Caroline Murphy takes up the question of how Nelli negotiated an artistic career in her essay, “Plautilla Nelli, Between Cloister and Client: A Study in Negotiation.” Murphy attempts to determine the identity of Nelli’s patrons, why they chose her work, and how she negotiated with them. Using the clues provided by Vasari’s biography, she traces the top layer of Nelli’s clientele to several well-born, pious women, who often were related to Nelli and her sisters through kinship or friendship. Although Murphy’s reconstruction of these networks is limited, she argues effectively that it was the densely interwoven relationships binding secular and monastic families that generated contacts and clients for Nelli.

A deeply researched, insightful investigation of the monastic matrix in which Nelli worked is provided by Silvia Evangelisti in “Art and the Advent of Clausura: The Convent of Saint Catherine of Siena in Tridentine Florence.” Evangelisti focuses on how crucial reforms implemented between 1545 and 1575 redefined the convent’s social position and physical space. She documents the progressive steps begun in 1545 by Duke Cosimo’s reformatio monasteriorum, through the papal orders of 1575 imposing strict cloister that pushed the convent “from chosen reclusion to unwanted clausura” (69). Prior to these reforms, the approximately one hundred inhabitants conformed to the status of professed nuns while remaining exempt from enclosure, thus maintaining an active life-model that included access to a surprisingly large circle of art dealers. Evangelisti analyzes how reform not only limited nuns’ physical movements: it also challenged the community’s self-perception as women being capable of self-governance; and it undermined the convent’s network of relations with patrons, leading to diminished financial support. Despite staunch resistance, after 1575 the nuns, by necessity, turned their artistic talents inward, contributing to the architectural and decorative changes that redefined their cloistered space. Evangelisti perceptively notes how, prior to clausura, nuns’ artistic production helped them access the outside world from which they were physically isolated; after the imposition of enclosure, art works represented one strategy nuns adopted to take possession of the space in which they spent their whole lives.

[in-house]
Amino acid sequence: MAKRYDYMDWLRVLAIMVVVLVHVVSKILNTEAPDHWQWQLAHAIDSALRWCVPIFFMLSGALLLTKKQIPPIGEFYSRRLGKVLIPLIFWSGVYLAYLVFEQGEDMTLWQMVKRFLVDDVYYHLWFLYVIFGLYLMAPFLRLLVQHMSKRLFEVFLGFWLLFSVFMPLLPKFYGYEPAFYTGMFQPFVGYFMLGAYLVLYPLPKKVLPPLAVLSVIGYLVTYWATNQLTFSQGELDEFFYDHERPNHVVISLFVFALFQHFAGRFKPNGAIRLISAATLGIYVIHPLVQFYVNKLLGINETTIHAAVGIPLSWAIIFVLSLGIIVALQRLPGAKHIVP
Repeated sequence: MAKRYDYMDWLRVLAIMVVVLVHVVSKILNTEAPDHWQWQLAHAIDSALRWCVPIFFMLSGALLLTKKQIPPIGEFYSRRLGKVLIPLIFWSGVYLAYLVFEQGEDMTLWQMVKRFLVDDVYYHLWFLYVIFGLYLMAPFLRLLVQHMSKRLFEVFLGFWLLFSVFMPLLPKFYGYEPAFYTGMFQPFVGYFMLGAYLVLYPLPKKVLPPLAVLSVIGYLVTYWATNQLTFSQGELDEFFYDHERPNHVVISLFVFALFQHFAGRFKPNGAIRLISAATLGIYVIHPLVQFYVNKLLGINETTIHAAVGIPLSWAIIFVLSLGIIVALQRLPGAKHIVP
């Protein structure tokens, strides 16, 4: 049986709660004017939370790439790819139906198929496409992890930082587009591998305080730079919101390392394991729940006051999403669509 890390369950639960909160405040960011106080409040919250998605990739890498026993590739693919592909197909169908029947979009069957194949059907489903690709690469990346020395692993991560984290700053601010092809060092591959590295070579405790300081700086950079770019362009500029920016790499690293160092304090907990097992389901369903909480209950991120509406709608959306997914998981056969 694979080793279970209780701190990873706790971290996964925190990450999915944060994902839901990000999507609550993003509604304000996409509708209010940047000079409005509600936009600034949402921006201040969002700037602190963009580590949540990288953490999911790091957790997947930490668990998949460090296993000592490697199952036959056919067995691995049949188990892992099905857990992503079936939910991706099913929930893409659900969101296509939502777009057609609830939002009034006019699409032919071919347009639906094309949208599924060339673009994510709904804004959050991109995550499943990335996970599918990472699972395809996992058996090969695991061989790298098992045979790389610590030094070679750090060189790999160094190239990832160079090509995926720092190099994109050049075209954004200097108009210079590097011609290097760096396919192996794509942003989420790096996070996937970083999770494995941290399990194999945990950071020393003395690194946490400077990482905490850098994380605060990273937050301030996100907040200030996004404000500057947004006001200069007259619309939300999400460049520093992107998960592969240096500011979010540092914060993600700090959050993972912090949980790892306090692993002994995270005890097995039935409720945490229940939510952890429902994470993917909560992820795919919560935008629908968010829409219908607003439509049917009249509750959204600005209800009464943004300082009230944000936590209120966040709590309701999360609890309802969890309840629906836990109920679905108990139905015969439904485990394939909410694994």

The final, richly developed essay by Catherine Turrill, titled “Compagnie and Discepole: The Presence of Other Women Artists at Santa Caterina da Siena,” examines Nelli’s artistic legacy. Turrill situates Nelli’s work in the full breadth of her convent’s artistic enterprise, which went well beyond the periodic production of altarpieces. The nuns of Santa Caterina staffed a thriving workshop as artists, artisans, and administrators. They made dozens of terracotta sculptures of angels and devotional figurines, as well as hundreds of humbler images in paper, plaster, or papier-mâché. They painted candles, refurbished crucifixes, and renovated other liturgical items to generate much-needed income. Nelli was only the first in a long line of nun-artists at Santa Caterina, albeit the most prominent. After her death, Nelli’s companions and disciples sustained the tradition of fine art production she introduced, although enclosure significantly hampered marketing. Turrill extends her reconstruction of Nelli’s works in Appendix I, a valuable preliminary catalogue of her paintings. Appendix II reproduces five early sources relating to Nelli and her convent, designed primarily for scholars of the period. The final appendix by Stefano Francolini briefly recounts some technical aspects involved in restoring Nelli’s Last Supper. Despite its slender proportions, this volume makes a robust contribution to our knowledge of a singular nun-artist and her compatriots that will be welcome to Renaissance scholars and survey lecturers alike.

Sharon T. Strocchia
Department of History, Emory University